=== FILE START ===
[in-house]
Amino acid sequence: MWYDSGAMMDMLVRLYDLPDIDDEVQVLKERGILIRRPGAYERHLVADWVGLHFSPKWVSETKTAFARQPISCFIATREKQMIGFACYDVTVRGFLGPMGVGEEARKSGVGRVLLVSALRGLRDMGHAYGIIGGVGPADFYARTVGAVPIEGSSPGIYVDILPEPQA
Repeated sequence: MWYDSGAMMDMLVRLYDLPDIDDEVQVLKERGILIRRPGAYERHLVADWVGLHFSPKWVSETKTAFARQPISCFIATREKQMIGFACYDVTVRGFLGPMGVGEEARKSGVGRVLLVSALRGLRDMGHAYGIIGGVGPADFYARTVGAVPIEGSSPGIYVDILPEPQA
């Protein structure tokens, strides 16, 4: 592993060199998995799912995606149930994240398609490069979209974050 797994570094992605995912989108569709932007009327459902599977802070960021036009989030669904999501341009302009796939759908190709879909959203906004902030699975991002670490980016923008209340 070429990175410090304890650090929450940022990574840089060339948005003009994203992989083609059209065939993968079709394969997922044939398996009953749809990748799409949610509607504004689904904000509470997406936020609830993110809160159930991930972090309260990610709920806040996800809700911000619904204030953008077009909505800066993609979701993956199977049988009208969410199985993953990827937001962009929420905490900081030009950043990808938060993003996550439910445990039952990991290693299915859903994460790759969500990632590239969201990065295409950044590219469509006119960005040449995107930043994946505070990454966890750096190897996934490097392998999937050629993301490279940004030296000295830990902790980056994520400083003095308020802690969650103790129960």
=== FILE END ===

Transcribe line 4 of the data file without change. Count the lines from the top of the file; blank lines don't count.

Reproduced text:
């Protein structure tokens, strides 16, 4: 592993060199998995799912995606149930994240398609490069979209974050 797994570094992605995912989108569709932007009327459902599977802070960021036009989030669904999501341009302009796939759908190709879909959203906004902030699975991002670490980016923008209340 070429990175410090304890650090929450940022990574840089060339948005003009994203992989083609059209065939993968079709394969997922044939398996009953749809990748799409949610509607504004689904904000509470997406936020609830993110809160159930991930972090309260990610709920806040996800809700911000619904204030953008077009909505800066993609979701993956199977049988009208969410199985993953990827937001962009929420905490900081030009950043990808938060993003996550439910445990039952990991290693299915859903994460790759969500990632590239969201990065295409950044590219469509006119960005040449995107930043994946505070990454966890750096190897996934490097392998999937050629993301490279940004030296000295830990902790980056994520400083003095308020802690969650103790129960």